PlayMakers company member Jeffrey Blair Cornell is keeping a journal of his impressions of the process for creating our upcoming production of The Crucible. Keep checking back for more updates as the production comes together.
Friday, October 14, 2016
Some unsettling things have come up as we’ve been rehearsing…
Plays are, of course, always about more than the specific story that happens… So, while adolsecent girls in the play experiment with dancing in the woods and thinking about love (and sex), the grown-ups are searching desperately for the cause of a mysterious illness that seems to be striking them… And there’s fear in that search:
“Oh, my God! God help me! Betty. Child. Dear child. Will you wake, will you open up your eyes! Betty, little one…”
Who the grown-ups look to blame is revealing… Instead of heeding any sensible advice to wait until the “spells” pass, certain among the villagers look for evil among their neighbors for the explanation. There seems to be in this fear the opportunity to settle scores and, notably, to punish difference…
They quickly turn on Tituba, the black slave, for singing her Barbados songs and “sending her spirit out” upon the girls to gather souls for the Devil:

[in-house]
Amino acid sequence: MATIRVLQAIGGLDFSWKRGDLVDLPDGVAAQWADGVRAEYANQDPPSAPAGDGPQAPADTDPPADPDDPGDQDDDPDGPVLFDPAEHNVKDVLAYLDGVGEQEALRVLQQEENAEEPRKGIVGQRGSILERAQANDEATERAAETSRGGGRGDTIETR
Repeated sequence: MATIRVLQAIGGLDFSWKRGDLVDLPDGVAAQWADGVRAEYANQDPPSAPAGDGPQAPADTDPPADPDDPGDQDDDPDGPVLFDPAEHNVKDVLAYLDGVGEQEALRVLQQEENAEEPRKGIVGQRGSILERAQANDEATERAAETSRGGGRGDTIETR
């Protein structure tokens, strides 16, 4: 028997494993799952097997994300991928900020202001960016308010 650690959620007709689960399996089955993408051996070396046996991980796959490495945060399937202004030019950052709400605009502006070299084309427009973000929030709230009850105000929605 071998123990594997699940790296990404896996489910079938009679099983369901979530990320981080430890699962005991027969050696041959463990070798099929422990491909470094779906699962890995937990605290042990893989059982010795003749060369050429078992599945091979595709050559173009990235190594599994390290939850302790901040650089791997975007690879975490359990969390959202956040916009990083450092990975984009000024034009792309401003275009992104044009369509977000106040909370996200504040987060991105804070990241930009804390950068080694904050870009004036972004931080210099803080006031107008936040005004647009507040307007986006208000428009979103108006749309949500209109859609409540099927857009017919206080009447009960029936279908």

“You will confess yourself or I will take you out and whip you to your death, Tituba!”
“This woman must be hanged! She must be taken and hanged!”
Schuyler Scott Mastain, Shanelle Nicole Leonard, Gabriella Cila, and Jim Moscater. Photo by Laura Pates.
Soon, Goodwife Good (old and poor, that sleeps in ditches and smokes a pipe) and Bridget (that lived three year with Bishop before she married him) are also charged… And then, the accusing cries call out all “free-thinkers” that dared stray from the Gospel’s orthodoxy, and eventually… even those who have been pillars of the local community:
Rev. Hale: “Though our hearts break, we cannot flinch; these are new times, sir. There is a misty plot afoot so subtle we should be criminal to cling to old respects and ancient friendships. […] We dare not quail to follow wherever the accusing finger points!”
New times. So, old moral standards and traditional loyalties are not enough to protect us in times of subtle, “misty plots”… So, throw them out. Do whatever is necessary. Whatever it takes. Whoever it hurts.
Later in the play, (small spoiler alert!) John Proctor is imprisoned and brought in after having been kept in isolation and tortured… There was discussion in rehearsal concerning the nature of that torture, and whether he would be wearing a bag on his head when he’s brought in…
The image of Ariel [Shafir] being brought in, shackled, with a bag on his head brought back searing images of Abu Ghraib. Is that a good thing? Does it throw us out of the world of the play? Or does it assure the contemporary relevance of this story?
Tech Weekend comes… Sets. Lights. Costumes. Time to put this all together!
Director Desdemona Chiang and the cast in tech rehearsal